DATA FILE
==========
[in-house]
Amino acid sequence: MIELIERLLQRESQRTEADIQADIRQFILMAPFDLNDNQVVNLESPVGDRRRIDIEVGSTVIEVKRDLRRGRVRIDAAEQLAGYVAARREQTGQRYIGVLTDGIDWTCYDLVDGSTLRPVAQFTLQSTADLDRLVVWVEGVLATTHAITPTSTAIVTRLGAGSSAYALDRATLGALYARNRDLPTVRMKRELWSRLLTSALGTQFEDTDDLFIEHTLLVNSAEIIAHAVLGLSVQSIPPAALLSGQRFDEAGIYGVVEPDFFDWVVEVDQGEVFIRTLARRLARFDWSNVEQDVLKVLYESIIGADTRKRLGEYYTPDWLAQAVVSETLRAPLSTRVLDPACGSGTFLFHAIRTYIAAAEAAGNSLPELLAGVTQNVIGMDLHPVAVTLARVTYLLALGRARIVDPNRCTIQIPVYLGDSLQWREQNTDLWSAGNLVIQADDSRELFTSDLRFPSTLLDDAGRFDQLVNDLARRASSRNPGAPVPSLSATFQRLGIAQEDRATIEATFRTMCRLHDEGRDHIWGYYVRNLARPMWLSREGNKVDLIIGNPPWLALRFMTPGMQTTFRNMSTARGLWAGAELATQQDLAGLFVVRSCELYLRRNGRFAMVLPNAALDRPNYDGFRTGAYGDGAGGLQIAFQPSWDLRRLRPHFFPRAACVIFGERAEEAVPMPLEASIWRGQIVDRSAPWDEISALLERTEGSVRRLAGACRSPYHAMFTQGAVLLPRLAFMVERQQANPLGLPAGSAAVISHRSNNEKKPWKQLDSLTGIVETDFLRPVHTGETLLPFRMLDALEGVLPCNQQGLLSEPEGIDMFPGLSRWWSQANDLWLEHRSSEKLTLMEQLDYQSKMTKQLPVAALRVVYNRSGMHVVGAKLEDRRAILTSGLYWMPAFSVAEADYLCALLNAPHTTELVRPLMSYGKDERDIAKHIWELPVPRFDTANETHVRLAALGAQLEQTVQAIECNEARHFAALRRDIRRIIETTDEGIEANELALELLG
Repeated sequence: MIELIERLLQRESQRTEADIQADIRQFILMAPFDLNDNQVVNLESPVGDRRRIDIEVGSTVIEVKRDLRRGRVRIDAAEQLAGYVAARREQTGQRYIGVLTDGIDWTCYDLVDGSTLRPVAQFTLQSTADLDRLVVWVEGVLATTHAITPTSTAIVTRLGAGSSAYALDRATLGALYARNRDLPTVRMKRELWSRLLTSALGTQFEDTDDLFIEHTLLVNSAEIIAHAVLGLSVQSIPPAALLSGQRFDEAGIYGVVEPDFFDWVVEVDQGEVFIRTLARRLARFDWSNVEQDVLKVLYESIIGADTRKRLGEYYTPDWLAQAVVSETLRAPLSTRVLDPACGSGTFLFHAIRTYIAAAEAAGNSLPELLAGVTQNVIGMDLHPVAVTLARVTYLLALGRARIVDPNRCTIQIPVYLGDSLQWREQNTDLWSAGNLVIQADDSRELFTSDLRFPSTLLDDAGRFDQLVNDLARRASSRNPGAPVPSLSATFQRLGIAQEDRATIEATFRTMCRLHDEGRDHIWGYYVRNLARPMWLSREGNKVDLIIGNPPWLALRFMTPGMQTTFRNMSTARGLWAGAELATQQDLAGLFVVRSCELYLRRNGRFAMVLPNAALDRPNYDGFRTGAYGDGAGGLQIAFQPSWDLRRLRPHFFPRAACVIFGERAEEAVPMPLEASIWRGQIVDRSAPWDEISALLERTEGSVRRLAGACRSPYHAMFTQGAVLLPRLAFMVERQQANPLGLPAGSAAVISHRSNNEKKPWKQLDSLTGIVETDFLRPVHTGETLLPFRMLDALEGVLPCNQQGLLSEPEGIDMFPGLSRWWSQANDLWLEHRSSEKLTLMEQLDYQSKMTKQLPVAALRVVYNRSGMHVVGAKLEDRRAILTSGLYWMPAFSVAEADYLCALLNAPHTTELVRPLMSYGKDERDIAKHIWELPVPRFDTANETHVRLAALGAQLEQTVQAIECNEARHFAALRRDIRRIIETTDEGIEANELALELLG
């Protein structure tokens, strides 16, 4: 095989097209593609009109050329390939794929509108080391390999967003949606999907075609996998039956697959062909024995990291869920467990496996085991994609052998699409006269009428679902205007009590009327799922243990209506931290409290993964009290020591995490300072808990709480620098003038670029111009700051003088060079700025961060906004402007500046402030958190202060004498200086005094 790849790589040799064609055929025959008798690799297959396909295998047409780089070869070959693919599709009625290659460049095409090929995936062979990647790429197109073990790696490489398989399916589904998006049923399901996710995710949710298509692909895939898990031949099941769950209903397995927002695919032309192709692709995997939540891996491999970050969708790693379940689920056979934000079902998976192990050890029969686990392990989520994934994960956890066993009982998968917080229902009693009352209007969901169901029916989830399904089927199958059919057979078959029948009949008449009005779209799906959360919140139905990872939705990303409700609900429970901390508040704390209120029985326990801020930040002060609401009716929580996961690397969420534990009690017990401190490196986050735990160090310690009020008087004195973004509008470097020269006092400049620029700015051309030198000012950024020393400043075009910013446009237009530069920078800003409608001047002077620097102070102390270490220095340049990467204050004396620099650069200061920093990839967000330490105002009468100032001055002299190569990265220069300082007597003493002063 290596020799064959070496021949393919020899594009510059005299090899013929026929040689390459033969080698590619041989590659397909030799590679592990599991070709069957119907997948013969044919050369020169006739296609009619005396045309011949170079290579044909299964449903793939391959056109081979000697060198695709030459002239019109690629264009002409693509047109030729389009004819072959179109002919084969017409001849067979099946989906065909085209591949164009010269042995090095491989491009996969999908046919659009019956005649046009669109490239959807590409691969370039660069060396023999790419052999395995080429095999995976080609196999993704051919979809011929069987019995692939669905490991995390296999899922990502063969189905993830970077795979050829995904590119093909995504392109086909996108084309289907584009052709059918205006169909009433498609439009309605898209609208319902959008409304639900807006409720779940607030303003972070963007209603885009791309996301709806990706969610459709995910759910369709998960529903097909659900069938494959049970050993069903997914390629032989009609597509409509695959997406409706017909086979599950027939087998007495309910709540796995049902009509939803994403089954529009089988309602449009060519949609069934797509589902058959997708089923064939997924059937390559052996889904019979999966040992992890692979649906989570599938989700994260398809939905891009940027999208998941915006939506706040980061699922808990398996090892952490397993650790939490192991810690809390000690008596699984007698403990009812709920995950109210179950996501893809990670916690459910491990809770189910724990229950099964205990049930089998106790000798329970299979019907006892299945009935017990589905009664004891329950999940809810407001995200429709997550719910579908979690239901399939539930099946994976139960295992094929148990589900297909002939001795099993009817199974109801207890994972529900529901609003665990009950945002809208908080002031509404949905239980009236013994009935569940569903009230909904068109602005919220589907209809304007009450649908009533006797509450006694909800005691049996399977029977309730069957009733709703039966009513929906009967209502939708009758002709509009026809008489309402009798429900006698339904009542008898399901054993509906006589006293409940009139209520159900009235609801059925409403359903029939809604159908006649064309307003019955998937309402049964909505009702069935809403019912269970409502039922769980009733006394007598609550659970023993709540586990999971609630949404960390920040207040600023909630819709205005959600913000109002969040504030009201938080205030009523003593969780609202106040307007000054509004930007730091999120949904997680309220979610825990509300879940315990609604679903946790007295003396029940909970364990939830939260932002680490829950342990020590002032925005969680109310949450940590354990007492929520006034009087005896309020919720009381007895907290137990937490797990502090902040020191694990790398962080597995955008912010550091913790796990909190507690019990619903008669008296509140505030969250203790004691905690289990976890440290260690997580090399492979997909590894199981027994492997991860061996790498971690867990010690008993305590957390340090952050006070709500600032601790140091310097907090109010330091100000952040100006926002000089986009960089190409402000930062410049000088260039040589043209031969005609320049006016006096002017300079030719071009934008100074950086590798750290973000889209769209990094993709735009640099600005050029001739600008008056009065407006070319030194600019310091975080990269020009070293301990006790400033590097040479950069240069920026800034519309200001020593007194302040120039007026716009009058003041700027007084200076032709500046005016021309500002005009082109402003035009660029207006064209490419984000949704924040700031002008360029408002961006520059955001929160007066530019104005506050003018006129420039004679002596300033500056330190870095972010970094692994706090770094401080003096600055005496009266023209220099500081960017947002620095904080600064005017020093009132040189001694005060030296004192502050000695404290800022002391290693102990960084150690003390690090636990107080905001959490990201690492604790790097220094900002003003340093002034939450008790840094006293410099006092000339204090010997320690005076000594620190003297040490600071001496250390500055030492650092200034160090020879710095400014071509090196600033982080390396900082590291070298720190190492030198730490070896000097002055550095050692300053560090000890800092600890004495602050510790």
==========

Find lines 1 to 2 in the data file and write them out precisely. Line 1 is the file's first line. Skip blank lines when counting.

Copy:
[in-house]
Amino acid sequence: MIELIERLLQRESQRTEADIQADIRQFILMAPFDLNDNQVVNLESPVGDRRRIDIEVGSTVIEVKRDLRRGRVRIDAAEQLAGYVAARREQTGQRYIGVLTDGIDWTCYDLVDGSTLRPVAQFTLQSTADLDRLVVWVEGVLATTHAITPTSTAIVTRLGAGSSAYALDRATLGALYARNRDLPTVRMKRELWSRLLTSALGTQFEDTDDLFIEHTLLVNSAEIIAHAVLGLSVQSIPPAALLSGQRFDEAGIYGVVEPDFFDWVVEVDQGEVFIRTLARRLARFDWSNVEQDVLKVLYESIIGADTRKRLGEYYTPDWLAQAVVSETLRAPLSTRVLDPACGSGTFLFHAIRTYIAAAEAAGNSLPELLAGVTQNVIGMDLHPVAVTLARVTYLLALGRARIVDPNRCTIQIPVYLGDSLQWREQNTDLWSAGNLVIQADDSRELFTSDLRFPSTLLDDAGRFDQLVNDLARRASSRNPGAPVPSLSATFQRLGIAQEDRATIEATFRTMCRLHDEGRDHIWGYYVRNLARPMWLSREGNKVDLIIGNPPWLALRFMTPGMQTTFRNMSTARGLWAGAELATQQDLAGLFVVRSCELYLRRNGRFAMVLPNAALDRPNYDGFRTGAYGDGAGGLQIAFQPSWDLRRLRPHFFPRAACVIFGERAEEAVPMPLEASIWRGQIVDRSAPWDEISALLERTEGSVRRLAGACRSPYHAMFTQGAVLLPRLAFMVERQQANPLGLPAGSAAVISHRSNNEKKPWKQLDSLTGIVETDFLRPVHTGETLLPFRMLDALEGVLPCNQQGLLSEPEGIDMFPGLSRWWSQANDLWLEHRSSEKLTLMEQLDYQSKMTKQLPVAALRVVYNRSGMHVVGAKLEDRRAILTSGLYWMPAFSVAEADYLCALLNAPHTTELVRPLMSYGKDERDIAKHIWELPVPRFDTANETHVRLAALGAQLEQTVQAIECNEARHFAALRRDIRRIIETTDEGIEANELALELLG